also play some Sonny Terry licks on it, that might give them some sort of
special conneciton with Sonny. It would certainly warm the heart if you
are Sonny fan. So what is more important - evidence that Sonny actually
played the harp or how well it plays? To me, it would be about 90%
appearance and 10% playability. Heck, even a Sonny Terry harp that was
totally unplayable would still be highly collectable. But here's the
thing. All of these harps show signs of wear - some more than others - but
all of them are "playable". To be sure some of them are a bit out of tune
and there's a few reeds that have some dried up mouth juices interfering
with their movement but I have yet to run across one that is just toast.
And if you think about it, that makes sense. Sonny Terry was a Hohner
Endorsee for decades. I seriously doubt that he was ever lacking for
harmonicas. It is clear to me that Sonny would play a harp for a long time
and when it went out of tune or some reeds got stuck, he would put it aside
and break in another. I have restore a couple hundred pre-war Marine Bands
in the past few years and I have, in my possession, many harmonicas that
are in far worse condition than Sonnys. We're talking about rusted covers,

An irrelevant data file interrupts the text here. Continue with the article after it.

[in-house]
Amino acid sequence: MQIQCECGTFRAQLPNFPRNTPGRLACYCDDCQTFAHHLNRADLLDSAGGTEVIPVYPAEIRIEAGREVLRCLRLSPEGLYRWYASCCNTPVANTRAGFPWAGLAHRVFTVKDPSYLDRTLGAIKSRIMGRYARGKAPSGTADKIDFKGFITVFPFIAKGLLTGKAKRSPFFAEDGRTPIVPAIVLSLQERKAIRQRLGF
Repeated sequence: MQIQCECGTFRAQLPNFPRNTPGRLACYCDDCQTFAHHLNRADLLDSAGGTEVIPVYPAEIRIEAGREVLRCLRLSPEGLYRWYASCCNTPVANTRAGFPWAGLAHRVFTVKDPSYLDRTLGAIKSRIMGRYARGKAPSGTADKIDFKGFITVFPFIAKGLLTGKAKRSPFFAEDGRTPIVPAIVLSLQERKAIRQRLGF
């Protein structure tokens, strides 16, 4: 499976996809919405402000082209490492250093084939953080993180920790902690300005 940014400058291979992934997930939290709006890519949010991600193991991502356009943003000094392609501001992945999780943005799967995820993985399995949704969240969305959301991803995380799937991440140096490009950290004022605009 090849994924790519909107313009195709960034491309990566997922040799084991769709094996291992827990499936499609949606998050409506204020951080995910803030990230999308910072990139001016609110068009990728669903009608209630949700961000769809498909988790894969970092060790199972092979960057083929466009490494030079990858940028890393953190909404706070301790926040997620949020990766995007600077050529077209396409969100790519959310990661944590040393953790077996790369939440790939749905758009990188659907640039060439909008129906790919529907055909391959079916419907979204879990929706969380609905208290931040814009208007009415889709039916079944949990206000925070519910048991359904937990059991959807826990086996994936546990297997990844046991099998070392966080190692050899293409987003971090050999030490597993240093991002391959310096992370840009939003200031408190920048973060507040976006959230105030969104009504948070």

warped or broken combs, loose nails, you name it (I have found more than
one insect coccon inside vintage harps). Sonny's harps have zero rust.
I've only seen one Marine Band where the tips of the tines were slightly
protruding from the reed plates (a condition commonyly found on vintage
harps). The nails which hold the reed plates to the comb are tight and
secure on virtually every Marine Band that I have examined. There are a
couple of the cover plate nails that are slightly loose but that is a
common issue Marine Bands. All the Golden Melodys I have seen so far are
the ones that were built with pins. I started playing Golden Melodys back
in the 70's and had issues on many of them with the pins loosening and
wiggling free. All the pins on Sonny's Golden Melodys are tight and
secure. In short, doing my amateur forensic analysis of these harps I
would say that Sonny played with a dry mouth (something for all of us to
strive for) and took good care of his instruments. They are well worn, but
if purchased a pre-war restoration project in similar condition, I could
easily clean the tarnish off the covers, straighten out covers that had
been crushed, clean the comb of dried mouth juices and make the harp look
and play like almost new. But to do that to a Sonny Terry harp would be
crazy. Clean off the half-moon semi-circle tarnish from his lips? No
way! Straighten out covers that were crushed by the Master's Hand?
Preposterous! Clean out Sonny's dried up DNA from the comb? No! If you
did that you would just have another ordinary Marine Band.
And so as this project progresses, I am very pleased with the response. I
am very pleased with the condition of the harmonicas as I do think they are
perfect collectables. I am happy to be of service to Delores and Sonny
Terry Estate LLC. I will keep you up to date as anything newsworthy
*Blue Moon Harmonicas LLC*
*P.O. Box 14401 Clearwater, FL 33766*